Hannah Weiner's Open House

Front Cover
Small PressDistribution, 2007 - Poetry - 178 pages
5 Reviews
Poetry. "HANNAH WEINER'S OPEN HOUSE beckons us into a realm of poetry that bends consciousness in order to open the doors of perception. Weiner is one of the great American linguistic inventors of the last thirty years of the 20th century. She created an alchemical poetry that transforms the materials of everyday life into a dimension beyond sensory perception. The pieces collected here are as much conceptual art as sprung prose, experimental mysticism as social realism, autobiography as egoless alyric. Patrick Durgin has brought together touchstone works, some familiar and some never before published. HANNAH WEINER'S OPEN HOUSE provides the only single volume introduction to the full range of Weiner's vibrant, enthralling, and unique contribution to the poetry of the Americas." Charles Bernstein

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Review: Hannah Weiner's Open House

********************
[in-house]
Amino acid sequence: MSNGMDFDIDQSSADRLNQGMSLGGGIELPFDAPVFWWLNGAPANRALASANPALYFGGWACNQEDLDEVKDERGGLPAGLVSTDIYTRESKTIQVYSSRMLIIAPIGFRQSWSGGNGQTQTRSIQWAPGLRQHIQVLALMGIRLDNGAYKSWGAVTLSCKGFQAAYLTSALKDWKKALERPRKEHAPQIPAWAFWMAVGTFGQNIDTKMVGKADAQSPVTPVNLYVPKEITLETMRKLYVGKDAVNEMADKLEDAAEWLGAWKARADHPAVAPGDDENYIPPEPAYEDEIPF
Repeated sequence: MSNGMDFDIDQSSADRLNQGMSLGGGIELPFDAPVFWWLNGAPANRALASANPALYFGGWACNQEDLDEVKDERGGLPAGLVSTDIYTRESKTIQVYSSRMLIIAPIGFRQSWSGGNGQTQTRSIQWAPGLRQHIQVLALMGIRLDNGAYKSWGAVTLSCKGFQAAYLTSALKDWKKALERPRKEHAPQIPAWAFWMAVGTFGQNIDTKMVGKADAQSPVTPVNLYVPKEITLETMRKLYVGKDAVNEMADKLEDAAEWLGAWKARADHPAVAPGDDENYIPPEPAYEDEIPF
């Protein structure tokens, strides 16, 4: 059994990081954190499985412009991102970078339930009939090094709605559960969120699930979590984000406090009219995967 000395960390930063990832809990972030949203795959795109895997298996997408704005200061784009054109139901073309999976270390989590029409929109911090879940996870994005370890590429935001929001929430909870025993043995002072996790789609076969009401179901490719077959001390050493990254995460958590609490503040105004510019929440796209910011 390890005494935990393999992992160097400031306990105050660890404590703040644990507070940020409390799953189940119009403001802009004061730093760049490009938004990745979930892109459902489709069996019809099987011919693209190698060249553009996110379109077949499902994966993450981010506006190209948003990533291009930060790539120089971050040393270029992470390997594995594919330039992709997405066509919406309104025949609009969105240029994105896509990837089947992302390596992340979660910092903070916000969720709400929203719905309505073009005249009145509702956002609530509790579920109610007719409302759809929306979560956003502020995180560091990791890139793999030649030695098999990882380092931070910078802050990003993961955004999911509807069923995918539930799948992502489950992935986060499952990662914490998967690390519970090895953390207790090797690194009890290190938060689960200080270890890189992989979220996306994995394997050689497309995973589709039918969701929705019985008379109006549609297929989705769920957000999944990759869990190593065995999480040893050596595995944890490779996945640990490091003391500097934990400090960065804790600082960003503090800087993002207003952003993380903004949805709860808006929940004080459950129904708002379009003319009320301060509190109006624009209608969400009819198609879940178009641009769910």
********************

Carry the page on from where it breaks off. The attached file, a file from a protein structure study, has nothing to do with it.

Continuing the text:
User Review  - Heather - Goodreads

I find Hannah Weiner's writing extremely fascinating--and puzzling. Read full review

Review: Hannah Weiner's Open House

User Review  - Barry - Goodreads

Everything that makes Weiner's writing so fascinating to so many is immediately apparent. A poetry of interruptions. But try as I might, I can't get into most of this work. Read full review

Contents

Introduction
13
Hannah Weiner at Her Job
23
The Lost Eden of Paco Sainz
30
Copyright

13 other sections not shown

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About the author (2007)

Hannah Weiner's influence extends from the sixties New York avant-garde, where she was part of an unprecedented confluence of poets, performance and visual artists including Phillip Glass, Andy Warhol, Carolee Schneeman, John Perrault, David Antin, and Bernadette Mayer. Like fellow-traveler Jackson Mac Low, she became an important part of the Language movement of the 70s and 80s, and her influence can be seen today in the so-called "New Narrative" work stemming from the San Francisco Bay Area.

Of Patrick Durgin's poetry, Lyn Hejinian has written, "To read through Durgin's zones is to experience not lyric epiphany but lyric passage, the thrill of thinking's wiggle, slide, and climb.

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